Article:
Is There a Jewish Prayer for Thanksgiving?

There’s a great feature on JewishBoston.com called “Ask A Rabbi.” And you needn’t be in the Boston area to benefit from this column! Today’s seem particularly apt to cross-post to our blog, given that the question posed was:

My wife grew up Christian. For her family, Thanksgiving always starts with a prayer. I’ll be joining my in-laws for Thanksgiving this year, and they’ve asked if I’d like to share a Jewish prayer. I want to pick the right one; what should I say?

Here’s how Rabbi Baruch HaLevi responded on JewishBoston.com:

Dear Friend,

Great question and obviously a timely one for us all, since the majority of us have family members of other faiths and will likely break bread with them this Thanksgiving. 

Thanksgiving is perhaps the perfect intersection of our two great religious traditions in Judaism and Christianity. Unlike Christmas vs. Chanukah or Easter vs. Passover, where there are clear theological conflicts and a myriad of real-life complications, Thanksgiving is conflict-free (unless you talk politics, in which case you’ll probably need more than prayers to navigate that terrain with grace and peace). 

Thanksgiving, on the other hand, contains the best of what it means to be an American — gratitude for abundance, inclusivity in our society and around our table, open hands, open arms, open hearts. Thanksgiving is, in many ways, the summation of the heart of both Judaism and Christianity — faith, gratitude, peace and brotherly love.

Too easily, however, it turns into just another meal, another family gathering, another seemingly ordinary day. The religious mission, however, is to elevate the mundane into the sublime, to remind us that the ordinary can and should become the extraordinary. That is one of the reasons we might choose to bring religious readings to the table and something I applaud you for doing.

created at: 2012-11-20

There are so many prayers in both of our traditions which bring to light these themes of gratitude and abundance, welcome and compassion. With that said, I think it’s important to choose some that bring you a sense of integrity. One should never speak words in prayer or in life which don’t reflect your beliefs, your integrity, your soul. One should also take into consideration both the nature of the day and the others around the table. In this case, with your in-laws being Christian, there are plenty of prayers to be drawn from our shared tradition of the Hebrew Bible, specifically the latter part of the Hebrew Bible, known as “the Writings” and “the Prophets.” I encourage you to peruse these sections of the Bible — but most likely you will end up within the Psalms.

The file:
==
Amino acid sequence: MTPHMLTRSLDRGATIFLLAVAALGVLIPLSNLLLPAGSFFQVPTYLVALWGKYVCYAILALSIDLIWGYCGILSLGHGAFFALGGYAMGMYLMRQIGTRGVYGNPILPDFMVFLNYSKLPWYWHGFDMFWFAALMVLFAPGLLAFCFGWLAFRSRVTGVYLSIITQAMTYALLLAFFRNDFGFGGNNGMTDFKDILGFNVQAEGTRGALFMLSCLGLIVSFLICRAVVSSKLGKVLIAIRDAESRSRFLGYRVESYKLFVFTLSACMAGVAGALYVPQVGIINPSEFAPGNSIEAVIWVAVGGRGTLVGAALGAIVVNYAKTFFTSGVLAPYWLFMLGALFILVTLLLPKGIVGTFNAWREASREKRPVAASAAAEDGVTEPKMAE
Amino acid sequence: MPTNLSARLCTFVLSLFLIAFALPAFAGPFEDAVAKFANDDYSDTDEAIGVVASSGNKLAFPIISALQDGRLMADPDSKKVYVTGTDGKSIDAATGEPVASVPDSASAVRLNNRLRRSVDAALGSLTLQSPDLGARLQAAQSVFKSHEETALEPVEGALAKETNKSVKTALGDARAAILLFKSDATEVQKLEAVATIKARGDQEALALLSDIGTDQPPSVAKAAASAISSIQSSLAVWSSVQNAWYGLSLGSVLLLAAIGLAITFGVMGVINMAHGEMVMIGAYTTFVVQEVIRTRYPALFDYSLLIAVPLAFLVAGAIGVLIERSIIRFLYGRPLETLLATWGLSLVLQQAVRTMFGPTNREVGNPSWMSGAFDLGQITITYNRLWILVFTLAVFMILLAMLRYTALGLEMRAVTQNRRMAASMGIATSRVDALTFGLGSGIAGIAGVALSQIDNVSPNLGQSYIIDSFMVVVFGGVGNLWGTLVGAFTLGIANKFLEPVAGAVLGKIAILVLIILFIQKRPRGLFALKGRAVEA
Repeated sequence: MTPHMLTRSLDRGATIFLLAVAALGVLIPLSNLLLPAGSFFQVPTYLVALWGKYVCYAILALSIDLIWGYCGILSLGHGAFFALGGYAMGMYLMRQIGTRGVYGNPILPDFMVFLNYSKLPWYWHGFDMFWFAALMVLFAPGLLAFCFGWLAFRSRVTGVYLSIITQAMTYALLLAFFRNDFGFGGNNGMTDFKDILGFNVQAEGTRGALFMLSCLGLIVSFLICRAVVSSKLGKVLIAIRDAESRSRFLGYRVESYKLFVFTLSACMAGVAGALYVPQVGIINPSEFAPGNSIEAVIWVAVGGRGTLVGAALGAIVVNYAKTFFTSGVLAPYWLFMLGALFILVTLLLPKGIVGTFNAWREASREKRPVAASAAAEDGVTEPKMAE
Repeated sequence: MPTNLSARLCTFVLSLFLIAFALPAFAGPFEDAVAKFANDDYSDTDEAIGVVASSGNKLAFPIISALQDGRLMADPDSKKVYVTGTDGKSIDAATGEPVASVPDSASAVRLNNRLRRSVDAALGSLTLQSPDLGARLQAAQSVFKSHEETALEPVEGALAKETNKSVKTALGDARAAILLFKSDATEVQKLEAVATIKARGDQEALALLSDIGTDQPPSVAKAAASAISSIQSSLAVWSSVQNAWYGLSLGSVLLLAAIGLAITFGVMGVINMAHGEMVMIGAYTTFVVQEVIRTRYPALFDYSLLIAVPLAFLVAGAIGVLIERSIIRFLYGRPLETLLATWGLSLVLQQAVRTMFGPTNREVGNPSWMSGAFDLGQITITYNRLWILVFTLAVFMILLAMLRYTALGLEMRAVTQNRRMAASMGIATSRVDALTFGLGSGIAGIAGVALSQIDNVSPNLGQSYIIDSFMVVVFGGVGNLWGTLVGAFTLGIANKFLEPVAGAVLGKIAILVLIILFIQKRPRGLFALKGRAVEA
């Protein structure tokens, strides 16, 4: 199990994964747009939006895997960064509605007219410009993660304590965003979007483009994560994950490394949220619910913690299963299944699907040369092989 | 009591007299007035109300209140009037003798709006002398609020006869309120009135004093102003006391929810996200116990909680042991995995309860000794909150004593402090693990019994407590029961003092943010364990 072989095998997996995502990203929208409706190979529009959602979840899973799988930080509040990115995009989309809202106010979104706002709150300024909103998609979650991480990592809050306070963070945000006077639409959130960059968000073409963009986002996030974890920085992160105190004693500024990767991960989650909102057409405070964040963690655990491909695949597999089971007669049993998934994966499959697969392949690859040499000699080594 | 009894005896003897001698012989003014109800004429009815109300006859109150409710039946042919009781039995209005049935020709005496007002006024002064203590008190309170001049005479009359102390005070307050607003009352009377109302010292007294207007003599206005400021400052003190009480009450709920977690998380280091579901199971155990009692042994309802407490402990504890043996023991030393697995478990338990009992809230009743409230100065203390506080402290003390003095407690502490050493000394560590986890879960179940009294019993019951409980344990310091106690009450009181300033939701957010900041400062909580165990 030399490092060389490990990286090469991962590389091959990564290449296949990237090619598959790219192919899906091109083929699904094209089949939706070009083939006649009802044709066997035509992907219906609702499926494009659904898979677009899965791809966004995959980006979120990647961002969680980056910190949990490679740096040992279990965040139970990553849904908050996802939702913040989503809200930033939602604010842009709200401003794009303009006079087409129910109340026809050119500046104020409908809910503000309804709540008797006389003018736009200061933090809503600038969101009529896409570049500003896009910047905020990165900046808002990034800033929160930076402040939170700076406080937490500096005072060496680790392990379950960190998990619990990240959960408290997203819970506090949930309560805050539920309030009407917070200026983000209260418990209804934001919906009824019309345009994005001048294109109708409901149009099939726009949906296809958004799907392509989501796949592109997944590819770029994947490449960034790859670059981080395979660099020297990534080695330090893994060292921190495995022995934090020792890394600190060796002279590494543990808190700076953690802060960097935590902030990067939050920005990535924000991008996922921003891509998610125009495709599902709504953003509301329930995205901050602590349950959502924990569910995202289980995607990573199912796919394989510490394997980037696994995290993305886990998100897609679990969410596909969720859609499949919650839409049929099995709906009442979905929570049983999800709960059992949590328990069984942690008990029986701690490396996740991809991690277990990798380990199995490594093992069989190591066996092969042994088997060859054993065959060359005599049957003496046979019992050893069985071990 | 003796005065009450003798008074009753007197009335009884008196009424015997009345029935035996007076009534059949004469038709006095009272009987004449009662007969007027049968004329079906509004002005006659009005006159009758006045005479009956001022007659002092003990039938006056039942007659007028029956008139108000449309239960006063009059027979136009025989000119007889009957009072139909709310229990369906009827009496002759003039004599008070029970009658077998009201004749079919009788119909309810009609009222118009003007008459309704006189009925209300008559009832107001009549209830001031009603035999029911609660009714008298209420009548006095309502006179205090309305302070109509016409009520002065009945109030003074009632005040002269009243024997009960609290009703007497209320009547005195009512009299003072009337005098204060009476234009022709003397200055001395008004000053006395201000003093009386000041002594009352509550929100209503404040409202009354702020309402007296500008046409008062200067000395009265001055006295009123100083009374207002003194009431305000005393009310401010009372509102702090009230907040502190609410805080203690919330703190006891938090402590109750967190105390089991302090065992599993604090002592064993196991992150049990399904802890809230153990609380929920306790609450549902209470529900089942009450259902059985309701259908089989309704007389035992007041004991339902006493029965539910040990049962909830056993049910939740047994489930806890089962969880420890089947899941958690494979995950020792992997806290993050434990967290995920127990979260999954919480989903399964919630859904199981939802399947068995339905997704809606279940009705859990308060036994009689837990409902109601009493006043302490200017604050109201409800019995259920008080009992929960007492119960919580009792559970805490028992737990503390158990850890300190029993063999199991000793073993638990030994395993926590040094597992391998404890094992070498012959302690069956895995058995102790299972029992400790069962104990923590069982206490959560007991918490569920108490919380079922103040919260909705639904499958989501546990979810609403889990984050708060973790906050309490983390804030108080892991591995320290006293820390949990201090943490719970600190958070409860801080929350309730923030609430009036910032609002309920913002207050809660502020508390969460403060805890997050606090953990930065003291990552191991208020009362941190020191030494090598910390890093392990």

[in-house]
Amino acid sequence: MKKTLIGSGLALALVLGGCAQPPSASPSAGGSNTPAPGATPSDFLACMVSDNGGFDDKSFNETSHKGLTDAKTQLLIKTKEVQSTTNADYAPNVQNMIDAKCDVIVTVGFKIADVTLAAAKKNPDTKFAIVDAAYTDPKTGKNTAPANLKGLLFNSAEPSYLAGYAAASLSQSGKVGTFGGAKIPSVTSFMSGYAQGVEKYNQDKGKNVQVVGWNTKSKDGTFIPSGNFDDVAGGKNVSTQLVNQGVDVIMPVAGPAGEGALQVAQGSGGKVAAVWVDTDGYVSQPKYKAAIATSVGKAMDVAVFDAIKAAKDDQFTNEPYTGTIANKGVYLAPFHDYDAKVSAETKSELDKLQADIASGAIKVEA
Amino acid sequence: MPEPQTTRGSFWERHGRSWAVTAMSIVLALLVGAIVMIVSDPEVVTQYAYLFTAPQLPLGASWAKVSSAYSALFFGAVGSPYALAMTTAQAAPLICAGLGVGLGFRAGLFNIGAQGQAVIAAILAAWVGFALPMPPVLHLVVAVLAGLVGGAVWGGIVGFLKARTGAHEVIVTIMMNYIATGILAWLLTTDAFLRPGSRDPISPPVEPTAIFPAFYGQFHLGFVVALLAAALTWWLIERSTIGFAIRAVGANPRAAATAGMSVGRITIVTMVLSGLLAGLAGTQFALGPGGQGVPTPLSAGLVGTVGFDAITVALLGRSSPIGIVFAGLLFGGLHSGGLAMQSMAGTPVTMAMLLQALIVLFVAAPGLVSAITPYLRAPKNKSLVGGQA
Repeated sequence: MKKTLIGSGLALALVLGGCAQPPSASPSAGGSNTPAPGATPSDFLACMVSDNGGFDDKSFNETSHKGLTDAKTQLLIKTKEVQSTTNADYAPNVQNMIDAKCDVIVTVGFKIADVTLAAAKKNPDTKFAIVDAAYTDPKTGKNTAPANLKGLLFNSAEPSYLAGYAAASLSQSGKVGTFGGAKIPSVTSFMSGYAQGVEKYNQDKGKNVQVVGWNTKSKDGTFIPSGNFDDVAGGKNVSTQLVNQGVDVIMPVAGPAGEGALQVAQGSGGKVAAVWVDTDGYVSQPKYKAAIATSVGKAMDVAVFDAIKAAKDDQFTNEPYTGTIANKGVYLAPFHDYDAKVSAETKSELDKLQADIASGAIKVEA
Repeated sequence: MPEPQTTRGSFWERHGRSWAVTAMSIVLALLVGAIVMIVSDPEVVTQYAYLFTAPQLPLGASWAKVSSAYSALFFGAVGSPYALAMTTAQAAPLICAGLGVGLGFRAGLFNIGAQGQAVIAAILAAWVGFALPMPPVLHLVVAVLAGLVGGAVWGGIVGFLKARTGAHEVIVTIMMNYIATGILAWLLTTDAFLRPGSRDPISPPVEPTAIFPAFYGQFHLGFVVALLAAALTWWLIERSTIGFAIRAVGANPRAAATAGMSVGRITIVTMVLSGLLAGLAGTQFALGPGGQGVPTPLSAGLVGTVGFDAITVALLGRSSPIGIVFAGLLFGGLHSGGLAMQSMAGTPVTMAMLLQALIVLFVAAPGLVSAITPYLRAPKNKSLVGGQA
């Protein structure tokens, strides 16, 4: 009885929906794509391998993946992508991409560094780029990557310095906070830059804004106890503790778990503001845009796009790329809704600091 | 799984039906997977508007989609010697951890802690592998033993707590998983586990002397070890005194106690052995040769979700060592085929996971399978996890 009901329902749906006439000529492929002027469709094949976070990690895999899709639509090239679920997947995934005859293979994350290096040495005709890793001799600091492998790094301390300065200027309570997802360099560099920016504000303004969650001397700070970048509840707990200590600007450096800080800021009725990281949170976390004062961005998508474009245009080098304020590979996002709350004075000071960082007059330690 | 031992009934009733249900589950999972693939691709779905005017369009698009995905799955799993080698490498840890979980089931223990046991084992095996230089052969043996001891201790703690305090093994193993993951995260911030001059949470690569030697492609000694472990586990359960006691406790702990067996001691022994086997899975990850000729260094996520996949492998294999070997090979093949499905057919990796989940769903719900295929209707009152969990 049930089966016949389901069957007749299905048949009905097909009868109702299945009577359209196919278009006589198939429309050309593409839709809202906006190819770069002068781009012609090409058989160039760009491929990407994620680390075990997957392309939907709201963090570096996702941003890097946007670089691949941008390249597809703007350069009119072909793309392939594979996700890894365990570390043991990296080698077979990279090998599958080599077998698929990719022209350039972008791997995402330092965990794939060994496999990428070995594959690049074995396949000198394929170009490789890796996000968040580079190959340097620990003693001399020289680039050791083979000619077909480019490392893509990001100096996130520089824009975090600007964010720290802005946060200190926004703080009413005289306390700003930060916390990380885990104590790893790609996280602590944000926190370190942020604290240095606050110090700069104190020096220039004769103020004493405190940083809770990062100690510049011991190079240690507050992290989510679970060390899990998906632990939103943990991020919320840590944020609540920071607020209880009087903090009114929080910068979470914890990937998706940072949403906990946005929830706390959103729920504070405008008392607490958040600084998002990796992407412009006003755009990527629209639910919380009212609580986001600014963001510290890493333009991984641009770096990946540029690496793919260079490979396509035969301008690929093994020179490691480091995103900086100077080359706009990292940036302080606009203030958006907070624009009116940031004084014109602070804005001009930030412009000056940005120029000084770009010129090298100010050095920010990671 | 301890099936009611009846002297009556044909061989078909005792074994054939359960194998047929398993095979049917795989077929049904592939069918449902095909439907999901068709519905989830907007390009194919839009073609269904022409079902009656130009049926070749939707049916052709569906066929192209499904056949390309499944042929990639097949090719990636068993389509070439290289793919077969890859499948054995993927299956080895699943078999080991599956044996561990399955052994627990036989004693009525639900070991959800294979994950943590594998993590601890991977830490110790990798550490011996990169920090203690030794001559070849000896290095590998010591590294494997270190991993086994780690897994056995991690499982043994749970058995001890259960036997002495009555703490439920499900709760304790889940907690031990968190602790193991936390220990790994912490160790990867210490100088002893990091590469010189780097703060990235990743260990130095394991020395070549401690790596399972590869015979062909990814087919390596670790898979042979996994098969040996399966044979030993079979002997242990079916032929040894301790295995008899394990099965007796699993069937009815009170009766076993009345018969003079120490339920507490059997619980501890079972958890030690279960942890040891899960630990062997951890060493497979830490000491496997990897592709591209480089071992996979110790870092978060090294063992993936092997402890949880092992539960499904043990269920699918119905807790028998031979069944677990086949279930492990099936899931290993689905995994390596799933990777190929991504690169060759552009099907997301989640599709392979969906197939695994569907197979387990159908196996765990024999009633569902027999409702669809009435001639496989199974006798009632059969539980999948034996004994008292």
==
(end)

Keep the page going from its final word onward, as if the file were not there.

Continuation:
The Psalms, attributed to King David, express a soul’s longing for God, gratitude for living, uncertainty about the future and the quest for faith, compassion and goodness.  Here are some Psalms you might want to consider, though I’d encourage you to read through them all and choose what speaks to your soul the most. Also, there are many different versions of these, so Google until you find a translation that speaks to you. 

Psalm 118 – Thanksgiving Day Prayer: God is Good

Psalm 100 – Thanksgiving Psalm: Praise     

Psalm 111 – Thanksgiving Psalm: Nourishment

Psalm 30 – Thanksgiving: Give Thanks Forever

Psalm 28 – Psalm for Thanksgiving: Let God be Your Strength

Psalm 150 – Thanksgiving Day Psalm: Every Soul Rejoice

Beyond the Psalms:

Thanksgiving Prayer by Rabbi Maralee Gordon

A Thanksgiving Prayer by Rabbi Naomi Levy

A Thanksgiving Prayer (author unknown)

We Pray For Children by Ina Hughs

In addition, here are a few more “edgier” but interesting selections (tread lightly with these at your in-laws’ table):

Pray For Peace by Ellen Bass

Love Is The New Religion by Brian Piergrossi

Hope this helps. Enjoy your turkey. Watch your football. Stuff yourself with pie. Talk politics if you must. But above all else, remember that love and peace, and gratitude and celebration, are what this is all about. Thank you for reminding us that this holiday is an expression of the great Judeao-Christian ethic upon which this great country has been built. Eat, drink and be merry, and read some Psalms as well.

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2 thoughts on “Is There a Jewish Prayer for Thanksgiving?

  1. At our Thanksgiving dinner, I read the “Modim anachnu lach” prayer from the erev Shabbat service. It thanks Adonai for all things: “for our lives, which are in your hands; for our souls, which are in tour keeping; and for the miracles we encounter morning, noon and night.”

  2. Thank you. i have family that is jewish and being that tomorrow is the second day of Channuka, I would like to recognize and honor their beliefs as well around our table as we share to orrow’s meal together

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